Mid-budget and quirky Japanese games were a tier of gaming that disappeared for a while in the 2010’s, likely due to rising development costs and an audience that shifted its attention to mobile devices. Thankfully, the accessibility of tools like Unreal Engine 4 and the rebound of many players to systems like the PlayStation 4 and Nintendo Switch has given this “genre” something of a resurgence, and you need look no further than the revitalization of the Disaster Report franchise to see this return in action.
The last mainline title in the series was released for the PSP in 2009 and was never localized, meaning players in Europe and North America have been waiting 13 years for another disaster-filled survival adventure. For better or worse, Disaster Report 4 makes it feel like that decade-long wait never happened in the first place.
After starting up Disaster Report 4 and creating your character with rather limited customization options, you’re thrust into a survival situation after a powerful earthquake strikes a fictitious Japanese city that is quite clearly based on Tokyo. The game humorously gives you solid real-world advice — stay safe in an open area and don’t explore no matter what you do — and immediately encourages you to ignore it for the sake of gameplay. Soon enough, you’re running around inside crumbling buildings, helping out a variety of NPCs with incredibly basic goals that typically involve going from A-to-B while remembering to duck and cover if the aftershocks start kicking in.
In terms of gameplay variety, Disaster Report 4 doesn’t offer much. While there are survival elements like food, water, and bladder to take care of, I never found myself going out of my way to tend to them. For the most part you’ll just be exploring the city to find the next location or NPC that’ll trigger the story to progress, all the while picking up outfits and compasses, both of which can either be sensibly designed or absolutely ridiculous.
There are a few flashes of interesting mechanics, such as driving a moped scooter or paddling a lifeboat, but they’re relatively short lived. For the most part you’ll be performing basic fetch quests and making your way through small but dense environments.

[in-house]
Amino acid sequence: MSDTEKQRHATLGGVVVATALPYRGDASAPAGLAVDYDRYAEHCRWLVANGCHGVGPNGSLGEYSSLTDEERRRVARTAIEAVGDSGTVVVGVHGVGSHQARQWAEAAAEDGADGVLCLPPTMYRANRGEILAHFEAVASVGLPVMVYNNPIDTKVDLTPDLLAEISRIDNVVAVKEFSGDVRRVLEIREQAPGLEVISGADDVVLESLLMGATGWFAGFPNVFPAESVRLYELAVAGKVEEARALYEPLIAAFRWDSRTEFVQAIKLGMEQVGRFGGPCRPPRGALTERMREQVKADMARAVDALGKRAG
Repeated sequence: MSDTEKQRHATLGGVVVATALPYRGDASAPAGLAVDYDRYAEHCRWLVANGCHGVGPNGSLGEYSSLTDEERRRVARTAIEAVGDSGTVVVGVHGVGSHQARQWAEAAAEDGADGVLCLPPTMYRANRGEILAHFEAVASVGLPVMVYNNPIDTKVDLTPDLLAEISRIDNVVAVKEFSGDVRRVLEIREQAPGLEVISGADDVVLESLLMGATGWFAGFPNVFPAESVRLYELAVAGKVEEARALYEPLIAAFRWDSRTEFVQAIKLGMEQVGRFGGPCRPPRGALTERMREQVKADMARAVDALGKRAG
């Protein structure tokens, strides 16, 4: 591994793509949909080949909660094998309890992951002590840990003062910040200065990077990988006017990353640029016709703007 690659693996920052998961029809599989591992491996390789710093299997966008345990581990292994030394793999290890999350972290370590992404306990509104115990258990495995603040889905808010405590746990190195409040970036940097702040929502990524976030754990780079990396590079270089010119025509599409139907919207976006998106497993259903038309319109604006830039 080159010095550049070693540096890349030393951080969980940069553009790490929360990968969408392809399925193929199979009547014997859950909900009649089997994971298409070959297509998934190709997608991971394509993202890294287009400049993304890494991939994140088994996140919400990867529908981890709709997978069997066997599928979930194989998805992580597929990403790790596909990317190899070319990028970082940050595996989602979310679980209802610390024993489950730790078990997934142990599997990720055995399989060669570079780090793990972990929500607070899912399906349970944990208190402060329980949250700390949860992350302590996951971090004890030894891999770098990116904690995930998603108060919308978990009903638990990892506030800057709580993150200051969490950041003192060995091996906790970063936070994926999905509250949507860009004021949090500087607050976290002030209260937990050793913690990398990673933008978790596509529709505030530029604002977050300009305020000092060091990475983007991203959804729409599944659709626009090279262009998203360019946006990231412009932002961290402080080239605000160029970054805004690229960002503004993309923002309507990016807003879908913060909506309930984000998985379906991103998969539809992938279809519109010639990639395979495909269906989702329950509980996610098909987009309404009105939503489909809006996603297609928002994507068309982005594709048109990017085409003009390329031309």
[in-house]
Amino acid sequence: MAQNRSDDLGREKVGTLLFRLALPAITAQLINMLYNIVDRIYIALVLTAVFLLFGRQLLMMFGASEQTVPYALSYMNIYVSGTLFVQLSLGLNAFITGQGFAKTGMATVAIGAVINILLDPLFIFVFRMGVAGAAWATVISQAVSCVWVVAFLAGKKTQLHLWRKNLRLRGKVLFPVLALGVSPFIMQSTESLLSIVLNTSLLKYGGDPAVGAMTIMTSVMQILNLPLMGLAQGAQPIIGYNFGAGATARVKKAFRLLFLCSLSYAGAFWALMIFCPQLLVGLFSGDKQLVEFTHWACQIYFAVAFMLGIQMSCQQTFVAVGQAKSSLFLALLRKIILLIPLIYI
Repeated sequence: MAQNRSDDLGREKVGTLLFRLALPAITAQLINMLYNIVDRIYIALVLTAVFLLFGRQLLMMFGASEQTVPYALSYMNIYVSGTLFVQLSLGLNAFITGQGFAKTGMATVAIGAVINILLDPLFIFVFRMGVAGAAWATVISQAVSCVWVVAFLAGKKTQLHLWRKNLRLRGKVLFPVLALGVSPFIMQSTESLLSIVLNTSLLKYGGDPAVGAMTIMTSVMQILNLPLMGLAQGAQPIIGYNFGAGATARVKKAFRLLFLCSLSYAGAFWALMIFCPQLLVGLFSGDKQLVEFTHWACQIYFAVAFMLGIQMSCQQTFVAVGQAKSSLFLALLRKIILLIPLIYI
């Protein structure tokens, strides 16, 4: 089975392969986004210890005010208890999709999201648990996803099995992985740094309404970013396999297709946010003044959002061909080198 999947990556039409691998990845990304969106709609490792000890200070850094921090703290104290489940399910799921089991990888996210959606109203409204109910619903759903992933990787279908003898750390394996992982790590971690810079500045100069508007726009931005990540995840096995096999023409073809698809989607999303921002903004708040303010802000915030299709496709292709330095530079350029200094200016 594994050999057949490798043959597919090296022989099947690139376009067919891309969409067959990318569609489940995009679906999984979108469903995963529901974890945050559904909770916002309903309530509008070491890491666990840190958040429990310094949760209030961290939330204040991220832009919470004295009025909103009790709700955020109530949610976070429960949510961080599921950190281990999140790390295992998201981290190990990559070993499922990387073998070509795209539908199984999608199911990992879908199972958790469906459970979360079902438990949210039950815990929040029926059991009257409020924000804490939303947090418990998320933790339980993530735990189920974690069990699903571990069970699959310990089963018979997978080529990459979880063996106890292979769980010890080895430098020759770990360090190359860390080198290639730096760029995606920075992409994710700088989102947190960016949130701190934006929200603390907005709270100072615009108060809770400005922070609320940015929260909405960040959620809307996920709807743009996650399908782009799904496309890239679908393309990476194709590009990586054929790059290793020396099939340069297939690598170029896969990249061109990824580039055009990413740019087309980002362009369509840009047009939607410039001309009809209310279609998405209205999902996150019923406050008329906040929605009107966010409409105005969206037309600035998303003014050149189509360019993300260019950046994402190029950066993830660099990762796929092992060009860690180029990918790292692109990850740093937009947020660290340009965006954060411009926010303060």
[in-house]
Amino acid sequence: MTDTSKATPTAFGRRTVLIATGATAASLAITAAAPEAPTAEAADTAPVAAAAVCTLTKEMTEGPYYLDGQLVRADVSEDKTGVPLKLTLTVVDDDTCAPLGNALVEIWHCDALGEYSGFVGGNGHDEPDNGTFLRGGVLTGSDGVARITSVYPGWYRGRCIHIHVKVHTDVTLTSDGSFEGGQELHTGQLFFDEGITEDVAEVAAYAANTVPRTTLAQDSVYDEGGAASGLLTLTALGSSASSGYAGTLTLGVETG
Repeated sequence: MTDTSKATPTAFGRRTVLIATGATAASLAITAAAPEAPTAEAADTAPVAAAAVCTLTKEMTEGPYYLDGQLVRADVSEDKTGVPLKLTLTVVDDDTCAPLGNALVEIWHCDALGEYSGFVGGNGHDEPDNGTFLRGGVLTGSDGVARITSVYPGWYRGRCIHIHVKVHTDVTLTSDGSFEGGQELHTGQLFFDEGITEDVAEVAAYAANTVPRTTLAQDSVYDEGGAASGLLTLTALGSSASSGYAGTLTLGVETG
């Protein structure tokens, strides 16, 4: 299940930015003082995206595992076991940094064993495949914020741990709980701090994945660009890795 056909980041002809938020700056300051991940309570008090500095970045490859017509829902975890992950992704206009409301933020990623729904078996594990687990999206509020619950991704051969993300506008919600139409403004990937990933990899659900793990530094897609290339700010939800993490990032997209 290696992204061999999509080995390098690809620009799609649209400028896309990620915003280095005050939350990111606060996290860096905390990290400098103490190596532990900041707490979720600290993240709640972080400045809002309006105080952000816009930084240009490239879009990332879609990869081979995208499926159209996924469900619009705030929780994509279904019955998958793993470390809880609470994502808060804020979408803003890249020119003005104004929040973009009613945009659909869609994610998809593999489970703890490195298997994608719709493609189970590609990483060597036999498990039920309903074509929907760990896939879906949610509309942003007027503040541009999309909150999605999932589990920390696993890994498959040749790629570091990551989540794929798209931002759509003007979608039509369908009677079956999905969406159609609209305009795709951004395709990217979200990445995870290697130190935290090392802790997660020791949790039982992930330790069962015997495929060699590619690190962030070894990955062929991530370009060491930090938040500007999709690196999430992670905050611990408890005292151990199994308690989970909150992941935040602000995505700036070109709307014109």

One particularly egregious chapter, however, focuses heavily on backtracking to a frustrating degree. In it, you must explore identical looking apartment buildings, where each room is separated by either lengthy animations or unskippable moments where you have to shimmy across ledges with barely any degree of challenge (unless you zone out from boredom and accidentally fall off). Thankfully, the segment is pretty much the only one of its kind in the entire game — for the most part the game is well-paced, taking you from one dramatic moment to the next at a good clip.
The greatest strength of Disaster Report 4 is its sense of atmosphere. This is something a lot of lower budgeted Japanese games nailed during the PS2 and GameCube era, where you had the likes of My Summer Vacation, Chulip, and Shadow of Memories capturing their settings in a well-realized manner regardless of whether the gameplay had a lot of substance.
As the subtitle suggests, Disaster Report 4 takes place in the summer, and it fittingly features sun-scorched streets, the trill of crickets, and even a few storms spawned by the humidity. Simply walking around the world and soaking it in is its own reward, and it’s telling how much effort went into making the environments seem real and lived in, even if it’s a little strange how few bodies you come across given the level of destruction. The bonus epilogue unlocked after beating the game takes this level of familiarity a step further, though saying more would only spoil the experience.
This is all backed up by a soundtrack that features multiple vocal tracks that try to capture the solemn beauty of destruction, which can really be effective if you let yourself be absorbed by the quiet moments of reflection.
Unfortunately, all of this is marred by the game’s performance on Switch. Like many Unreal Engine 4 titles on the system, it can struggle at times, and in general has a “fuzzy” aesthetic that can be distracting. In highly detailed areas even the least tech savvy player would notice the frame rate drops, not to mention the fact falling buildings turn the game into a slideshow, ruining their sense of impact.
The Worst Wacky Day
One of the most jarring aspects about Disaster Report 4 is its tone, which is all over the place, to put it mildly. The game strives to put a human face to the realities of surviving through disasters, with emotional beats focusing on burglary, deception, arson, and more; while also tempting you with the ability to run around in silly costumes, equip bizarre-looking compasses, and even respond with fourth-wall breaking dialogue options.
While this works for the most part, giving you enough levity to prevent the game from becoming a depressing slog, it can also widely miss the mark. There’s a non-zero percent chance you’ll be consoling a woman who just endured sexual assault while your character is dressed up in a cowboy outfit and holding a compass that looks like a giant hamburger.
Disaster Report 4: Summer Memories is a blast from the past and anyone who fondly remembers those days of slightly awkward but well-meaning Japanese adventure games will be well served by its brand of quirkiness. For anyone else, it might prove just a little too archaic and limited.
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System: Nintendo Switch
Release Date: April 7, 2020
Categories: Simulation, Adventure
Publisher: NIS America